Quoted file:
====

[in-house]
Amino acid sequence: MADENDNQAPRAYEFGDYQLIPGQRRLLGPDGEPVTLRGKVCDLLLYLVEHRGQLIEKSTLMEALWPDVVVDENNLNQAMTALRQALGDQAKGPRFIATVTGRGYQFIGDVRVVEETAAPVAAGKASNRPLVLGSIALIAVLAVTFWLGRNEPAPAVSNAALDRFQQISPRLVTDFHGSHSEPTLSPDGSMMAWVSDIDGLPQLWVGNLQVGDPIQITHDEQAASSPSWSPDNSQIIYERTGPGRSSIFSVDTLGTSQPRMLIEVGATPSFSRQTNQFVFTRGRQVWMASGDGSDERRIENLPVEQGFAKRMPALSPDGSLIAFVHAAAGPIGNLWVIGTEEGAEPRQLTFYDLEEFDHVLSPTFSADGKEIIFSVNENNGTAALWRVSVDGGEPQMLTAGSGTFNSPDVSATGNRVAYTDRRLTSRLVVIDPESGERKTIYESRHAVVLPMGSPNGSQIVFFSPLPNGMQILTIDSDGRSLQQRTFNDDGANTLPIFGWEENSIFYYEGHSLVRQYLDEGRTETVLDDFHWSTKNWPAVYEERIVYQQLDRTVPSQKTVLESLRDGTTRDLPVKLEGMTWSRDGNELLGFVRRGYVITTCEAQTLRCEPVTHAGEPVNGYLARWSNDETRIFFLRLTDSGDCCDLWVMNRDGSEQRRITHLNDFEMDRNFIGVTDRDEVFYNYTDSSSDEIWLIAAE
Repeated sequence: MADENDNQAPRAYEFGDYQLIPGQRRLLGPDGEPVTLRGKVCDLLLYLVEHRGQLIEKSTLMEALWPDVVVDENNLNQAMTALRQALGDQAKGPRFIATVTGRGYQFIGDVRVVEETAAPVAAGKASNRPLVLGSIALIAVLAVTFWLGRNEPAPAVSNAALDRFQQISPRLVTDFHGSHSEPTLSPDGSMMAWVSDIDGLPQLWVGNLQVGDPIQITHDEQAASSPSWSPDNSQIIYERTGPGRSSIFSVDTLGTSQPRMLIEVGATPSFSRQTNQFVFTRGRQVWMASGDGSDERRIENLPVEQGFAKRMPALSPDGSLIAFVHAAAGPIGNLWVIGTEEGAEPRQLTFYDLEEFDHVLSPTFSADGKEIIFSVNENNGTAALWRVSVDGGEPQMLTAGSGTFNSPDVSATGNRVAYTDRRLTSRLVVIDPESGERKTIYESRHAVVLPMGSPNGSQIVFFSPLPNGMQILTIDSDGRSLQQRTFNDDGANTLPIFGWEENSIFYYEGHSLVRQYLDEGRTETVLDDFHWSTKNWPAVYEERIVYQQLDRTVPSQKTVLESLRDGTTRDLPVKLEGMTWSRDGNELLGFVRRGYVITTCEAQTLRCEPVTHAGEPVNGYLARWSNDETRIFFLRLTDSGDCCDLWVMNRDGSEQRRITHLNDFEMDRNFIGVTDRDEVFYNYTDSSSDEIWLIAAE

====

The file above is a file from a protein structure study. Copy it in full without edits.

[in-house]
Amino acid sequence: MADENDNQAPRAYEFGDYQLIPGQRRLLGPDGEPVTLRGKVCDLLLYLVEHRGQLIEKSTLMEALWPDVVVDENNLNQAMTALRQALGDQAKGPRFIATVTGRGYQFIGDVRVVEETAAPVAAGKASNRPLVLGSIALIAVLAVTFWLGRNEPAPAVSNAALDRFQQISPRLVTDFHGSHSEPTLSPDGSMMAWVSDIDGLPQLWVGNLQVGDPIQITHDEQAASSPSWSPDNSQIIYERTGPGRSSIFSVDTLGTSQPRMLIEVGATPSFSRQTNQFVFTRGRQVWMASGDGSDERRIENLPVEQGFAKRMPALSPDGSLIAFVHAAAGPIGNLWVIGTEEGAEPRQLTFYDLEEFDHVLSPTFSADGKEIIFSVNENNGTAALWRVSVDGGEPQMLTAGSGTFNSPDVSATGNRVAYTDRRLTSRLVVIDPESGERKTIYESRHAVVLPMGSPNGSQIVFFSPLPNGMQILTIDSDGRSLQQRTFNDDGANTLPIFGWEENSIFYYEGHSLVRQYLDEGRTETVLDDFHWSTKNWPAVYEERIVYQQLDRTVPSQKTVLESLRDGTTRDLPVKLEGMTWSRDGNELLGFVRRGYVITTCEAQTLRCEPVTHAGEPVNGYLARWSNDETRIFFLRLTDSGDCCDLWVMNRDGSEQRRITHLNDFEMDRNFIGVTDRDEVFYNYTDSSSDEIWLIAAE
Repeated sequence: MADENDNQAPRAYEFGDYQLIPGQRRLLGPDGEPVTLRGKVCDLLLYLVEHRGQLIEKSTLMEALWPDVVVDENNLNQAMTALRQALGDQAKGPRFIATVTGRGYQFIGDVRVVEETAAPVAAGKASNRPLVLGSIALIAVLAVTFWLGRNEPAPAVSNAALDRFQQISPRLVTDFHGSHSEPTLSPDGSMMAWVSDIDGLPQLWVGNLQVGDPIQITHDEQAASSPSWSPDNSQIIYERTGPGRSSIFSVDTLGTSQPRMLIEVGATPSFSRQTNQFVFTRGRQVWMASGDGSDERRIENLPVEQGFAKRMPALSPDGSLIAFVHAAAGPIGNLWVIGTEEGAEPRQLTFYDLEEFDHVLSPTFSADGKEIIFSVNENNGTAALWRVSVDGGEPQMLTAGSGTFNSPDVSATGNRVAYTDRRLTSRLVVIDPESGERKTIYESRHAVVLPMGSPNGSQIVFFSPLPNGMQILTIDSDGRSLQQRTFNDDGANTLPIFGWEENSIFYYEGHSLVRQYLDEGRTETVLDDFHWSTKNWPAVYEERIVYQQLDRTVPSQKTVLESLRDGTTRDLPVKLEGMTWSRDGNELLGFVRRGYVITTCEAQTLRCEPVTHAGEPVNGYLARWSNDETRIFFLRLTDSGDCCDLWVMNRDGSEQRRITHLNDFEMDRNFIGVTDRDEVFYNYTDSSSDEIWLIAAE